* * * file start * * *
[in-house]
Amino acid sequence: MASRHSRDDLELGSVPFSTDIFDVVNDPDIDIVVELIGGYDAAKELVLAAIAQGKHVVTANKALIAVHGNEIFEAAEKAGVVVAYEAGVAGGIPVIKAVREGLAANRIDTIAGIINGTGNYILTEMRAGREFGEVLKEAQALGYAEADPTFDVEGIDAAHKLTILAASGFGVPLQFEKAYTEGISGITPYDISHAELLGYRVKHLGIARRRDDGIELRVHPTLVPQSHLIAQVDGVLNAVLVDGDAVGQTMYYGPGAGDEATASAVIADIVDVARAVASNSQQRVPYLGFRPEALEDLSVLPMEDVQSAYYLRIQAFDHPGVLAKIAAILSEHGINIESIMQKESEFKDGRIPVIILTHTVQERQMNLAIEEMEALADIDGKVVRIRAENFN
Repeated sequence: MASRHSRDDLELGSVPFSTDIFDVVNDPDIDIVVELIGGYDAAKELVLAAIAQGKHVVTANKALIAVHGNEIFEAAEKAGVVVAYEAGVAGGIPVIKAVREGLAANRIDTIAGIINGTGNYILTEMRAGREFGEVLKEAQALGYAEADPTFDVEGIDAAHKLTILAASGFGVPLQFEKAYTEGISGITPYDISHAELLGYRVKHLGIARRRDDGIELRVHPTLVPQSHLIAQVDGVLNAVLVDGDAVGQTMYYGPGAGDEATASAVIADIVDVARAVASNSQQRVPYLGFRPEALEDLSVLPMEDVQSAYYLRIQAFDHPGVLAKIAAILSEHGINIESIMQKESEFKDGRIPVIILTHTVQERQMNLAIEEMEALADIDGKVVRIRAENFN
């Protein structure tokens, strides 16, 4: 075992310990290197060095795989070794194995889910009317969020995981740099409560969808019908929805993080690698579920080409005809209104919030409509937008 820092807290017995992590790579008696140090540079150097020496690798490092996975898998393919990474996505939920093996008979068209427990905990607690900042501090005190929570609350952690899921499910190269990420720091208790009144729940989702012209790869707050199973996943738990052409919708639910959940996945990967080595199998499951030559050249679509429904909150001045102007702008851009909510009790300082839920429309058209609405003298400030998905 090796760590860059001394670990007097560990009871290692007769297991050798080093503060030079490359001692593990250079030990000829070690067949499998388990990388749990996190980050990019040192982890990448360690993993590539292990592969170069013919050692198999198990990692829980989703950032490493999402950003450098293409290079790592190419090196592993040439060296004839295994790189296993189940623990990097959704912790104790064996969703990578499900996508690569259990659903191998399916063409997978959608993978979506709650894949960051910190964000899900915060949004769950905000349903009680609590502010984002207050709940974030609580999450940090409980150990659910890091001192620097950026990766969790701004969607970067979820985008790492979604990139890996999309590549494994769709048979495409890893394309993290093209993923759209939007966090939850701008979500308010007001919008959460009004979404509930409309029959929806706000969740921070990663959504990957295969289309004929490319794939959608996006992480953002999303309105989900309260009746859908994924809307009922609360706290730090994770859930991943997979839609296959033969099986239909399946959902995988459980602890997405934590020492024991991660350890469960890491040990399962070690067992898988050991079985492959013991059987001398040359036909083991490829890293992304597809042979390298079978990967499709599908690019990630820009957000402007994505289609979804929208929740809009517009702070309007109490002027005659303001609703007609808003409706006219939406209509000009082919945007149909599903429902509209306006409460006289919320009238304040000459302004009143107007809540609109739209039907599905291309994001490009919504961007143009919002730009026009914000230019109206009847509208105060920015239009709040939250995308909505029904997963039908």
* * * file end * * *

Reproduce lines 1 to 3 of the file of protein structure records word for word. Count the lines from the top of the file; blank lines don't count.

[in-house]
Amino acid sequence: MASRHSRDDLELGSVPFSTDIFDVVNDPDIDIVVELIGGYDAAKELVLAAIAQGKHVVTANKALIAVHGNEIFEAAEKAGVVVAYEAGVAGGIPVIKAVREGLAANRIDTIAGIINGTGNYILTEMRAGREFGEVLKEAQALGYAEADPTFDVEGIDAAHKLTILAASGFGVPLQFEKAYTEGISGITPYDISHAELLGYRVKHLGIARRRDDGIELRVHPTLVPQSHLIAQVDGVLNAVLVDGDAVGQTMYYGPGAGDEATASAVIADIVDVARAVASNSQQRVPYLGFRPEALEDLSVLPMEDVQSAYYLRIQAFDHPGVLAKIAAILSEHGINIESIMQKESEFKDGRIPVIILTHTVQERQMNLAIEEMEALADIDGKVVRIRAENFN
Repeated sequence: MASRHSRDDLELGSVPFSTDIFDVVNDPDIDIVVELIGGYDAAKELVLAAIAQGKHVVTANKALIAVHGNEIFEAAEKAGVVVAYEAGVAGGIPVIKAVREGLAANRIDTIAGIINGTGNYILTEMRAGREFGEVLKEAQALGYAEADPTFDVEGIDAAHKLTILAASGFGVPLQFEKAYTEGISGITPYDISHAELLGYRVKHLGIARRRDDGIELRVHPTLVPQSHLIAQVDGVLNAVLVDGDAVGQTMYYGPGAGDEATASAVIADIVDVARAVASNSQQRVPYLGFRPEALEDLSVLPMEDVQSAYYLRIQAFDHPGVLAKIAAILSEHGINIESIMQKESEFKDGRIPVIILTHTVQERQMNLAIEEMEALADIDGKVVRIRAENFN